Brioche Dinner Rolls are yeast bread based and the perfect addition to any meal. The buttery dough has a slow overnight proofing in the fridge before being baked up to perfection!
Brioche Dinner Rolls: Tender and Buttery
The cool, crisp start to autumn brought back my desire to turn on the oven and bake up some bread. Since my mixer can do all the kneading, it’s a matter of allotting enough time at home for the yeast to work its magic.
These rolls required an overnight rising as well as a couple hour long proofing sessions. But the dough can stay parked in the fridge up to 5 days, so that added some flexibility to my timetable. Lots of eggs and butter made these brioche dinner rolls a spectacular addition to all our meals!
Tips for Working with Brioche Dough
Bill inhaled these with butter and jam for breakfast, then made mini ham sandwiches for lunch. I’m certain there were a few on his dinner plate as well. If you’d rather, you can form the dough into a log and bake up a tender, rich loaf for slicing.
A traditional French bread, you sometimes see a Brioche à tête where the dough is baked in a fluted tin and topped with a smaller ball/head or tête. Been there, done that. And mine looked like the wee, tilted head was a little soused.
I’d suggest cutting the dough in half, baking 12 rolls up, then later in the week, treating yourself to a loaf with the remaining dough. Remember that the dough keeps well in the refrigerator up to 5 days.
With the high butter content, the dough is a little sticky, but it’s not the perfectly executed shape, but the taste and texture that make these some of our favorite rolls. Feel free to add a bit more flour in the last stage of mixing if desired.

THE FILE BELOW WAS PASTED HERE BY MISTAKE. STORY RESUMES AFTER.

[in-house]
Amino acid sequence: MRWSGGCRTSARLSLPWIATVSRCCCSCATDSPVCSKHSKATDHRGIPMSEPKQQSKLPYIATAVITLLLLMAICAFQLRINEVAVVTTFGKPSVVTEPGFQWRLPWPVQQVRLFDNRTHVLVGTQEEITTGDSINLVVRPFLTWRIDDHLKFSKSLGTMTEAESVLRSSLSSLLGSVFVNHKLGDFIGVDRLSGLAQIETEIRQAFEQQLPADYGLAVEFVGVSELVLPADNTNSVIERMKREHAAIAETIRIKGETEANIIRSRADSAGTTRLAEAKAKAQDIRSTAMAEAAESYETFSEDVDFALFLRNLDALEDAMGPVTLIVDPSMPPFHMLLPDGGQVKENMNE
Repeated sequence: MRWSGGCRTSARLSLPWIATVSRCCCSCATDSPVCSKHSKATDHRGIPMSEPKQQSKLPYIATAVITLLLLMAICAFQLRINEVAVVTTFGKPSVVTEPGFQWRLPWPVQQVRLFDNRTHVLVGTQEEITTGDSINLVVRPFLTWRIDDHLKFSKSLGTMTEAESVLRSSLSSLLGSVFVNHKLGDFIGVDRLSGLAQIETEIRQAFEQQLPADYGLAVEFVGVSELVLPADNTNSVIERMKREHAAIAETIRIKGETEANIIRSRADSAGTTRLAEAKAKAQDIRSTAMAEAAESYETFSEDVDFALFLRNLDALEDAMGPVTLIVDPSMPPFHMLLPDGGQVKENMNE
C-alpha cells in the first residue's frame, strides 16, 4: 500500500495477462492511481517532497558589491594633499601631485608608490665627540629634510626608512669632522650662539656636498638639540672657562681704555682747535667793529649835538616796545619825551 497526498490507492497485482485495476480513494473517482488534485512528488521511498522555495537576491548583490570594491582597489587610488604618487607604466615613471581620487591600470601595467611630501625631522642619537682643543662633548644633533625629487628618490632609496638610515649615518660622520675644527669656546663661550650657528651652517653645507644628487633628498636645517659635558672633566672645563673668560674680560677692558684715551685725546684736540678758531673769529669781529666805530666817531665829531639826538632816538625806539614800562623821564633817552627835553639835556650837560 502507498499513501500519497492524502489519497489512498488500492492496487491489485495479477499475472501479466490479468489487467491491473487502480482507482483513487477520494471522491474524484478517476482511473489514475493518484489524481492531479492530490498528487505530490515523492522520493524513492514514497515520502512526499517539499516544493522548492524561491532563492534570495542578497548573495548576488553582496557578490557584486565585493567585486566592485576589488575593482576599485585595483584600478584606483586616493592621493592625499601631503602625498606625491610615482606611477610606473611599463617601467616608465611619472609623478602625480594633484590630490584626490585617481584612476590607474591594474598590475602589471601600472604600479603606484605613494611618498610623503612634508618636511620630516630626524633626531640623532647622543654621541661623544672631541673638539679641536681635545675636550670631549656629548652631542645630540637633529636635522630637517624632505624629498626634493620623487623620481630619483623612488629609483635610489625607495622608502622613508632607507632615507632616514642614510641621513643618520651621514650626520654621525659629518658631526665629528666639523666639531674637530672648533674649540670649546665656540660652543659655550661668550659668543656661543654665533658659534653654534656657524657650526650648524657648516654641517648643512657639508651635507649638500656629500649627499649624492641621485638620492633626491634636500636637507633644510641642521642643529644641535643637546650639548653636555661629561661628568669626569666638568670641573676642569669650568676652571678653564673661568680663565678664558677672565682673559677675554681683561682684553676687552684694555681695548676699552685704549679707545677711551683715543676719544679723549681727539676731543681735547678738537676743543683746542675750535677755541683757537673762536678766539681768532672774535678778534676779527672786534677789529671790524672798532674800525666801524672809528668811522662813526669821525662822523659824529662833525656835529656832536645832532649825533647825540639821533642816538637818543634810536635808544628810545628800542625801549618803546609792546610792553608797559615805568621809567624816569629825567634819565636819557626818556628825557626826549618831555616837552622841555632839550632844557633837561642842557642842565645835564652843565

More Bread Recipes You’ll Love
Cinnamon Rolls are always popular with my crew, and these Moomie’s Cinnamon Buns did not disappoint. For a bit healthier fare, try my Whole Wheat Dinner Rolls. Homemade Pita Bread is a fun recipe, especially if finding good, fresh pita is impossible in your area!Print
Brioche Dinner Rolls
Buttery brioche rolls that are perfect for any meal, any occasion!
- Prep Time: 45 minutes
- Cook Time: 20 minutes
- Total Time: 1 hour 5 minutes
- Yield: 24 rolls 1x
- Category: Bread, Yeast Bread
- Method: Kneading, Proofing, Baking
- Cuisine: French
- 1/3 cup warm water (110°F to 115°F)
- 1/3 cup warm whole milk (110°F to 115°F)
- 2 packages instant yeast (I use Red Star Platinum yeast)
- 3 3/4–4 cups all purpose flour
- 1 1/2 teaspoons salt
- 3 eggs, room temperature
- 1/4 cup sugar
- 12 tablespoons (1 1/2 sticks) butter, room temperature (I used Kerrygold)
- 1 egg
- 1 tablespoon water
- Combine water and milk in bowl of heavy-duty mixer fitted with paddle attachment.
- Add 3 3/4 cups flour, salt then yeast. Blend at medium-low speed, scraping down sides of bowl as needed, 1 to 2 minutes. Dough will look shaggy. Add eggs, beating until mixed in. Beat in sugar. Increase mixer speed to medium; beat until dough is smooth, about 3 minutes.
- Reduce speed to low. Add butter, 1 tablespoon at a time, beating until blended after each addition, about 4 minutes. Increase speed to medium-high and beat until dough pulls away from sides of bowl, 8 to 9 minutes. Add up to 1/4 cup more flour if needed to get dough to pull away from the bowl.
- Lightly butter large bowl. Scrape dough into bowl. Cover bowl with plastic wrap. Let dough rise in warm area until almost doubled, about an hour.
- Gently deflate dough.. Cover bowl tightly with plastic wrap and chill, deflating dough every 30 minutes until dough stops rising, about 2 hours. Chill overnight.
- Butter two 9 x 9 or similar sized pans. Divide dough in half, then each half into 12 equal pieces. Flatten each piece of dough, gather the edges together to form a ball and roll into a round. Place 12 dough balls into each pan, cover with greased plastic wrap.
- Place pans in warm draft-free area. Let dough rise until light and almost doubled , 50 to 60 minutes.
- Preheat oven to 400°. Whisk together egg and water to make egg wash. Gently brush egg glaze over risen dough.
- Bake brioches until golden brown, covering with foil if browning too quickly, about 20 minutes. Transfer pan to rack. Serve warm or at room temperature.
Recipe adapted from Dorie Greenspan
Total time does not include proofing time